Fields of trees filled with pink and white blossoms lined the walkways through Sakuragaoka Park, which is like Central Park for Tokyo. Massive crowds of people treated blossoming cherry trees like movie stars, flooding around to take photos and selfies. Women were wearing colorful spring kimonos; it’s a tradition around graduation time to be photographed with the legendary blossoms, and in some areas men too were dressed in traditional robes. It was like a scene out of a movie.

Unfortunately, the blossoms had not reached their peak, and our group of 35 artists hit them a little early, so the trees that were in blossom got more attention than those that were still bare. A return to the same park on our last day was a different story. Everything was in full bloom, and the scene was one of the most beautiful I have ever encountered. It was what I imagine a walk through heaven to be … walls of color against flowing streams and beautiful temples. 


We went to see Japan to visit its temples, see its iconic sign-filled streets, and experience the colorful scenery, but we left transformed, and mesmerized by the culture.

Before going, everyone I met who had been there before said, “It’s indescribable, but I’d live there if I could.” It seemed odd to me, but now I understand.

I’ll not tell the story of our trip now (you can read it here), but I fell in love with the culture and the people.

But why? What was it that was so different from other beautiful places I’ve visited?

Big and Clean

The metropolitan area of Tokyo is home to 41 million people, larger than the population of the entire state of California, yet there are no visible social problems. Most big cities struggle with the sheer size of the population and are prone to chaos and filth. Yet during my visit, I did not see a single piece of trash, nor did I see a beggar or a homeless person. We ended up in some areas and neighborhoods one might think could be dangerous, yet not once did we feel unsafe. Though I suppose dangerous areas exist, I never saw evidence, even outside the tourism bubble.

Though I’ve not researched this, I’m told there is simply almost no crime. And that is rooted in how the Japanese raise their young, and in their immigration policies, which make it difficult and sometimes impossible for non-Japanese to move there. 


The first thing I noticed is that there are no trash cans. We went to a local food market, filled with thousands of hungry people, yet when I had a paper plate left over, I walked up and down the street to find a trash can. There was none. When I asked, I learned that everyone is responsible for their own trash. You stick it in your pocket and take it home to throw it away.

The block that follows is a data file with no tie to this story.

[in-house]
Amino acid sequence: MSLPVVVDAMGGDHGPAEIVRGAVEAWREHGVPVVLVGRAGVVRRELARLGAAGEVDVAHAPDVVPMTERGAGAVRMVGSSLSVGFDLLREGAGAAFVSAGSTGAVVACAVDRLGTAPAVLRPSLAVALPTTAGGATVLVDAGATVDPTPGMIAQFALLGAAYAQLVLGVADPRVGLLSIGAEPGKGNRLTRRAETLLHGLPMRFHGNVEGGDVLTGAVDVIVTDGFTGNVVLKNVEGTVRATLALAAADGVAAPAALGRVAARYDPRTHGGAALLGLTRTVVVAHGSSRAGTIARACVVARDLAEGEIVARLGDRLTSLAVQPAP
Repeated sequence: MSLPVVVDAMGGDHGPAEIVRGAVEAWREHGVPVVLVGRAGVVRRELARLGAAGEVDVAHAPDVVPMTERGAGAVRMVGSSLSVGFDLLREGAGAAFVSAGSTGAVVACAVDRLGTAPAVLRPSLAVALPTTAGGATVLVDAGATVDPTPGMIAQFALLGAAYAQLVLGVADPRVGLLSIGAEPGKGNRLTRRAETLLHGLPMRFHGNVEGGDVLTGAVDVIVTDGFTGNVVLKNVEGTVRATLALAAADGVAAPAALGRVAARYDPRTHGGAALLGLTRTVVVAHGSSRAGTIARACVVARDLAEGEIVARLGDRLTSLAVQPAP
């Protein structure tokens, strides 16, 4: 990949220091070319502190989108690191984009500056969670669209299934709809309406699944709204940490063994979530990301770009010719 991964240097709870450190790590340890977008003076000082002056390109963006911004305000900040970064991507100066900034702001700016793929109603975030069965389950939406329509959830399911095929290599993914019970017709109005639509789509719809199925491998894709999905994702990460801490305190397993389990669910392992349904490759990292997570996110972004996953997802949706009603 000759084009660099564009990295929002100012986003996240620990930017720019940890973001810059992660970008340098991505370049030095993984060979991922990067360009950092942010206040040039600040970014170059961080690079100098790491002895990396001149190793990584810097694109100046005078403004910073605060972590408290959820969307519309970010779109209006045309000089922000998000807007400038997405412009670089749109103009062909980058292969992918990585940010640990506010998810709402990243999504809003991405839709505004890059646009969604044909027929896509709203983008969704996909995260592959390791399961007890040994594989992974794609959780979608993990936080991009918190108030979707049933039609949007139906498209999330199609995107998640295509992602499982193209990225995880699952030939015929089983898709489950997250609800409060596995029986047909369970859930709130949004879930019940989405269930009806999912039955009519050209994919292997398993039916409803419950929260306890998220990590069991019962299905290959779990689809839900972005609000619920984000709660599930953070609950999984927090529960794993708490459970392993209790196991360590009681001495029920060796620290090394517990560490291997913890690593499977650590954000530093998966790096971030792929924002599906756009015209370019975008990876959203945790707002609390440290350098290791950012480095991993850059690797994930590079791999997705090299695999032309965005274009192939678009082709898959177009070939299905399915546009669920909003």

Though rooted in a 1995 incident when a terrorist hid a bomb in a trash can, resulting in a new policy on trash management, most of the cleanliness is based on societal responsibility. It would simply be rude to ask someone else to deal with your trash problem. 

What I loved most about Japan was its respectful culture. 


I’m walking down the hall in my hotel when the maid at her cart stops, steps out, and fully bows to me. I in turn stopped and bowed to her. After picking something up in my room, when I encountered her a few minutes later, we both bowed again. And subsequently dozens of times over the course of our stay.

Everyone bows to everyone. Everyone is respectful to everyone, to the point that you actually look forward to encountering someone you can help.

And there is no tipping in Japan. The one time we attempted to tip someone for helping us in a difficult situation, that person refused to accept it.


Precision is another part of the culture. It’s not enough to put things away; the people focus on doing things properly. For instance, lining up all the shoes on the floor so they look perfect. If giving a gift (a major part of the culture), they are interested in the aesthetic of precision and beautiful wrapping. Every shelf in every store is pristine and perfect, and the package design of most products is done with excellence. People in our group were taking pictures of candy and cake boxes because they were so beautiful.

I’ve come to understand that Japan’s lack of crime or dirt comes from the idea of honoring others, feeling the need to be obligated and responsible to others, and going out of one’s way to be helpful.